IEA (2019), Tracking Power, IEA, Paris https://www.iea.org/reports/tracking-power-2019
Hydropower additions decreased by 19% in 2018, despite the commissioning of large-scale projects in China and Brazil. Observed growth is 54% below the 43 GW of capacity commissioned in 2013 when global additions peaked.
Hydropower remains the largest renewable electricity technology by capacity and generation. Although growth prospects for new hydropower capacity in next 5 years remain strong (121 GW), they are not sufficient to place hydropower generation fully on track to reach the Sustainable Development Scenario (SDS) level.
In the SDS, hydropower generation expands by 2.5% per year until 2030, meaning that capacity additions need to accelerate to return to the record level of 2013 by 2030. Instead, capacity expansion has been losing speed. This downward trend is expected to continue due mainly to less large-project development in China and Brazil, where concerns over social and environmental impacts have restricted projects.
Meanwhile, deployment in India, Africa, and Southeast Asia accelerates in response to new demand, untapped resource potential, and attractive economics to improve electricity access affordably. However, in the absence of policy action, this growth will not be enough to compensate for slower expansion in China and Brazil.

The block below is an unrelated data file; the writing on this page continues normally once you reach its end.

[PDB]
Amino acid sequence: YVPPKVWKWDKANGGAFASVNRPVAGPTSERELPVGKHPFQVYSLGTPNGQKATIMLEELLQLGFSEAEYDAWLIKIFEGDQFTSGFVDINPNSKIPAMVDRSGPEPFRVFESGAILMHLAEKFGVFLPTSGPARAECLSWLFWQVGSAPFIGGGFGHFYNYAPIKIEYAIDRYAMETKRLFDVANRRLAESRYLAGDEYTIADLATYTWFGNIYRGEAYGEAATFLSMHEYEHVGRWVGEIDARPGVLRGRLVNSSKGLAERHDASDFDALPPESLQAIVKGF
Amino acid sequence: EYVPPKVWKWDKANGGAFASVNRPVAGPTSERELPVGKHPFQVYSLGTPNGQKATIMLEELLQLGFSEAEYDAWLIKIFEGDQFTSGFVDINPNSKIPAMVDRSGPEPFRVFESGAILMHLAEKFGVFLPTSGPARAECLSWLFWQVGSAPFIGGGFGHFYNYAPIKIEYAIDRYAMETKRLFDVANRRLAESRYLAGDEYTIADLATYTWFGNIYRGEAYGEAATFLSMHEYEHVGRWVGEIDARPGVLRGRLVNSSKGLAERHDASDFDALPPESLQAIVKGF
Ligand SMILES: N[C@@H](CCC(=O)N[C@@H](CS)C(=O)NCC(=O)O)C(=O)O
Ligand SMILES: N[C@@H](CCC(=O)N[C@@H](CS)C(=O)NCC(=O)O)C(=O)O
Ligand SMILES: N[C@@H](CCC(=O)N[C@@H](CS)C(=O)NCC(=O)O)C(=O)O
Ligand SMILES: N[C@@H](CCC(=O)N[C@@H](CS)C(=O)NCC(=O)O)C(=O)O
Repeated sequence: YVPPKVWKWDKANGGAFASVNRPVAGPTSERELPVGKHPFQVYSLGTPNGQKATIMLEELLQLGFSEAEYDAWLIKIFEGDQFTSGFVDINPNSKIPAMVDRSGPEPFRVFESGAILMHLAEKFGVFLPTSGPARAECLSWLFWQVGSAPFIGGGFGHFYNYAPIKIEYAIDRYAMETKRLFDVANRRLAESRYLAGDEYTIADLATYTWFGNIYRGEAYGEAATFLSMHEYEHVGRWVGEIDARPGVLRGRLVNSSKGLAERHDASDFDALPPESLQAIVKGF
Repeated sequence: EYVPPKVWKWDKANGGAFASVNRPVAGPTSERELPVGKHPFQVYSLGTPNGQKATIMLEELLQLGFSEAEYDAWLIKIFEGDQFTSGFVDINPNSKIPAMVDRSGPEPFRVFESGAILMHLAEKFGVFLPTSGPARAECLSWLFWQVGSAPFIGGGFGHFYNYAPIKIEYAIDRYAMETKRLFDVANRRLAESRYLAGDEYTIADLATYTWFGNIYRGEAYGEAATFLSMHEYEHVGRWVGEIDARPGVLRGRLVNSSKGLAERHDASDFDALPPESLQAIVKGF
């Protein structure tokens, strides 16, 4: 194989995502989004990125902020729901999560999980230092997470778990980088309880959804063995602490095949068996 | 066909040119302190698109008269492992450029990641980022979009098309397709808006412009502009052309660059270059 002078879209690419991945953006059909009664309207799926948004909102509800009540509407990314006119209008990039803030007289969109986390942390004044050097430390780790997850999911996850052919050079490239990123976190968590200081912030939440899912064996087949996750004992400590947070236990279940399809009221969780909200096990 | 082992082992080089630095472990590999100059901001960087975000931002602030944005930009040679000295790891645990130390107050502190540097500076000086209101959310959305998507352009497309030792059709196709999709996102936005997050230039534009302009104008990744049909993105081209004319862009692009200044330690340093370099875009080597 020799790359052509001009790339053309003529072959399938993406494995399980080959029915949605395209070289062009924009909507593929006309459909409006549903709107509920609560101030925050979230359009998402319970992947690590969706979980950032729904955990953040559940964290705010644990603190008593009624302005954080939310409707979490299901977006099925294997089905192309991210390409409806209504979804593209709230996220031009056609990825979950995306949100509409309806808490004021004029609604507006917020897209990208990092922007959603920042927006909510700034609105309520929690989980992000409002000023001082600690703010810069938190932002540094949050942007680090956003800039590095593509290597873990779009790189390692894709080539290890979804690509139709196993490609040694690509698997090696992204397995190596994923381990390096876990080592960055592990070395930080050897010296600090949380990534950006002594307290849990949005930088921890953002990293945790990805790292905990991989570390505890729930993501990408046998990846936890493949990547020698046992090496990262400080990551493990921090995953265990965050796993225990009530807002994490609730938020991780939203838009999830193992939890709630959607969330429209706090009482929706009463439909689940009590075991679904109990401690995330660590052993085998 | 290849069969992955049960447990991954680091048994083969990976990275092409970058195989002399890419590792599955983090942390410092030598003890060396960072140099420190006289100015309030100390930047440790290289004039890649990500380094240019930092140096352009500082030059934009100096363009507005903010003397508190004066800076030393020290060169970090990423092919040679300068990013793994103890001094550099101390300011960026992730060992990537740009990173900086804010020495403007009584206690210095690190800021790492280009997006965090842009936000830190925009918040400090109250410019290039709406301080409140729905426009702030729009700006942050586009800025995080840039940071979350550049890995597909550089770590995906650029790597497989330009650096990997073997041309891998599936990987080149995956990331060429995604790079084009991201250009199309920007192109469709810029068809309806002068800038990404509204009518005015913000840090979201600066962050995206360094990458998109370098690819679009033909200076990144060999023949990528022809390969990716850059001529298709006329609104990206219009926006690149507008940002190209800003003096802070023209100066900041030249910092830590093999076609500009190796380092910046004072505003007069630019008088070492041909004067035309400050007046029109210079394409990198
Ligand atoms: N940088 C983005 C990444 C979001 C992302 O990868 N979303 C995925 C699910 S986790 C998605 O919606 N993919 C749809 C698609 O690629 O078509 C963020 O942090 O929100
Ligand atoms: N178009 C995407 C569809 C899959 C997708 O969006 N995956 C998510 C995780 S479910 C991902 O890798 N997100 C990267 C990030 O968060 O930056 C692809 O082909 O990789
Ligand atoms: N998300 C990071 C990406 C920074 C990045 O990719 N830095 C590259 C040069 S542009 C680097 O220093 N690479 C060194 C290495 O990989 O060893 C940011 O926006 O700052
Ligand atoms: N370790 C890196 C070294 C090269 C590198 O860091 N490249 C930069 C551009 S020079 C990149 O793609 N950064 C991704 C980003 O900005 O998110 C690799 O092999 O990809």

While hydropower is a mature power generation technology, with high energy payback ratio and conversion efficiency, there are still many areas where small but important improvements in technological development are needed. Work is underway to identify and apply new technologies, systems, approaches and innovations, including experience from other industries, that have the potential to make hydropower development more reliable, efficient, valuable and safe. Improvements along the lines of those made in the last 30 to 50 years will also need to continue, though with smaller incremental benefits: mainly in physical size, hydraulic efficiency and environmental performance.
Dams have a high social and environmental cost, heavily disrupting ecosystems and populations where they are developed. Alternatives that do not require damming or resettlement of populations would help reach SDS levels.
The cost of civil works associated with new hydropower project construction can be up to 70% of total project costs, and their social and environmental impacts can be considerable, so improved methods, technologies and materials for planning, design and construction have considerable potential.